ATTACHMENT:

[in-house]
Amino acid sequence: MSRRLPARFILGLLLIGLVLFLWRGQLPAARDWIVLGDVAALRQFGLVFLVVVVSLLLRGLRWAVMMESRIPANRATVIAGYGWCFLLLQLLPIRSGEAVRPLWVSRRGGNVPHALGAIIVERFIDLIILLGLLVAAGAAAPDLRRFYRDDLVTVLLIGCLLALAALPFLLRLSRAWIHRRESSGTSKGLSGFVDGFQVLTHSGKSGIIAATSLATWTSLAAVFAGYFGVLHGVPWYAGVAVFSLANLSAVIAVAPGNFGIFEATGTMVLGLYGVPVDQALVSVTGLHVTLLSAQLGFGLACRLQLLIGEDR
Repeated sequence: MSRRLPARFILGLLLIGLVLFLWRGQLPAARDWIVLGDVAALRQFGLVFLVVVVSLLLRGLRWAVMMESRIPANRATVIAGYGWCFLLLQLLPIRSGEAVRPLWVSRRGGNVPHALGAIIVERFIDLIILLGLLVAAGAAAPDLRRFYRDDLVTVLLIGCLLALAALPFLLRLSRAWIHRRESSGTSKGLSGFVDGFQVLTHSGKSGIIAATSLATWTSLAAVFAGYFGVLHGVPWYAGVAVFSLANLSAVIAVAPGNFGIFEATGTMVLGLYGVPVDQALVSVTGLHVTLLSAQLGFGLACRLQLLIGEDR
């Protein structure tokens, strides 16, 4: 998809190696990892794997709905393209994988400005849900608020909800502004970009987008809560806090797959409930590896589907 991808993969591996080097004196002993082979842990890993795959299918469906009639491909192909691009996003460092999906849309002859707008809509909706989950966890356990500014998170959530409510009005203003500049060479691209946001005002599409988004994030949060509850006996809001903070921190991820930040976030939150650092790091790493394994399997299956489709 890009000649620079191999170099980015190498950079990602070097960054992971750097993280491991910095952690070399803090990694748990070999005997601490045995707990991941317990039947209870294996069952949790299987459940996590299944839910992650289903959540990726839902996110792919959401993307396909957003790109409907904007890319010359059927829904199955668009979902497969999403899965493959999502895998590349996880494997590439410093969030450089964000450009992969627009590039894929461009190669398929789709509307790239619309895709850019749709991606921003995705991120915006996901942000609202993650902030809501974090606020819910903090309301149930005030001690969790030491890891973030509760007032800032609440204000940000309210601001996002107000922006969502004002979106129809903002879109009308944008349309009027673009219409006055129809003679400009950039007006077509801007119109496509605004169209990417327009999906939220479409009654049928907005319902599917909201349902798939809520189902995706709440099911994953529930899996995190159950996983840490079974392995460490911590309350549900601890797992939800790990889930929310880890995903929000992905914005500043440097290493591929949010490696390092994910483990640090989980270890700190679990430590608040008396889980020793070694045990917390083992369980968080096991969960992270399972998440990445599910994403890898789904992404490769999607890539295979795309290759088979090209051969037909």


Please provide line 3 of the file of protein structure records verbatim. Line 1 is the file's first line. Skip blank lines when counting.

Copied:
Repeated sequence: MSRRLPARFILGLLLIGLVLFLWRGQLPAARDWIVLGDVAALRQFGLVFLVVVVSLLLRGLRWAVMMESRIPANRATVIAGYGWCFLLLQLLPIRSGEAVRPLWVSRRGGNVPHALGAIIVERFIDLIILLGLLVAAGAAAPDLRRFYRDDLVTVLLIGCLLALAALPFLLRLSRAWIHRRESSGTSKGLSGFVDGFQVLTHSGKSGIIAATSLATWTSLAAVFAGYFGVLHGVPWYAGVAVFSLANLSAVIAVAPGNFGIFEATGTMVLGLYGVPVDQALVSVTGLHVTLLSAQLGFGLACRLQLLIGEDR